Thus, sucrose or high fructose corn syrup, about equal parts of glucose and fructose, play a dual role in the process of the development of obesity and type 2 diabetes. It's not just "empty calories". It is something far more sinister, and people are gradually beginning to understand this.

Glucose – refined carbohydrate, which directly stimulates insulin. However, most of it can be burned for energy, leaving only a small amount of products of metabolism in the liver. However,very high levels of consumption of glucose also lead to fatty liver. Effects from the consumption of glucose is clearly manifested in the change of blood level and response of insulin.

Overeating fructose produces fatty degeneration of the liver, which in turn directly creates insulin resistance. Fructose is five to ten times more able to cause fatty liver in comparison with glucose, creating an ominous vicious circle. Insulin resistance leads to hyperinsulinemia, as the body tries to overcome this resistance. However, all this backfires because hyperinsulinemia is exacerbated by concomitant glucose load, which leads to a deepening state of insulin resistance.

Therefore, sucrose stimulates the production of insulin, in both the short and long term. Thus, the sucrose is at times more harmful than glucose-containing starches, such as amylopectin.

Looking at the glycemic index, the effect of glucose is obvious, and the effect of fructose is completely hidden.

This fact has long misled scholars, presumerably the role of sugar in the obesity epidemic.

The impact of insulin resistance on obesity builds up over many years or even decades before it becomes obvious. Short-term studies completely missed this effect. Recent system analysis who reviewed many studies with a duration of less than a week, came to the conclusion that fructose does not cause any effect, in addition to the contained calories. But the effects of the consumption of fructose, for example, obesity, develop over decades, not weeks. If we relied on the analysis of only short-term studies about the dangers of Smoking, we could make the same mistake: to consider that Smoking does not cause lung cancer.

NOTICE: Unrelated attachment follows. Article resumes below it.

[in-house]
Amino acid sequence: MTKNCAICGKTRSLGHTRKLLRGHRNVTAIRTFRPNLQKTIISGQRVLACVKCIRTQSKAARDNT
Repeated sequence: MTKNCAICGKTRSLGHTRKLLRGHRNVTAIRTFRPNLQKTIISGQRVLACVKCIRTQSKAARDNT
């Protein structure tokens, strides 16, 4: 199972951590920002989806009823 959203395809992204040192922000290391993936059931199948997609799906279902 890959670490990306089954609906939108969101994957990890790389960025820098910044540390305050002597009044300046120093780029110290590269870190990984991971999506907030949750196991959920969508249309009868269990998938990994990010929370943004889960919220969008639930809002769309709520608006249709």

Reduction in your diet of sugar and sweets is always considered the first step to weight reduction in almost all diets throughout the history of mankind. Sucrose is not just empty calories or refined carbohydrate. It is far more dangerous, as it simultaneously stimulates the insulin production and a resistance to it. Our ancestors have always known this fact, even if they didn't know physiology.

We tried to deny it during our 50-year obsession with calories. Trying to blame the excess calories, we do not recognize the natural danger from overeating fructose. But it was impossible to deny the truth and ignorance to pay dearly. We paid for a dual epidemic: diabetes type 2 diabetes and obesity. But the unique properties of sugar, leading to obesity, was finally recognized again. It was the truth that was suppressed for a long time.

So when Dr. Lustig presented his lecture in 2009 and said that sugar is a poison, the whole world listened to him with rapt attention. Because this Professor of endocrinology told us what we already instinctively knew and believed to be correct. Despite all the trivial objections and assurances that sugar is not the problem, the world already knew, deep down, the real truth. Sugar is a poison. published

 

Author: Dr. Jason Fung

P. S. And remember, only by changing their consumption — together we change the world! ©

Source: lchf.ru/14608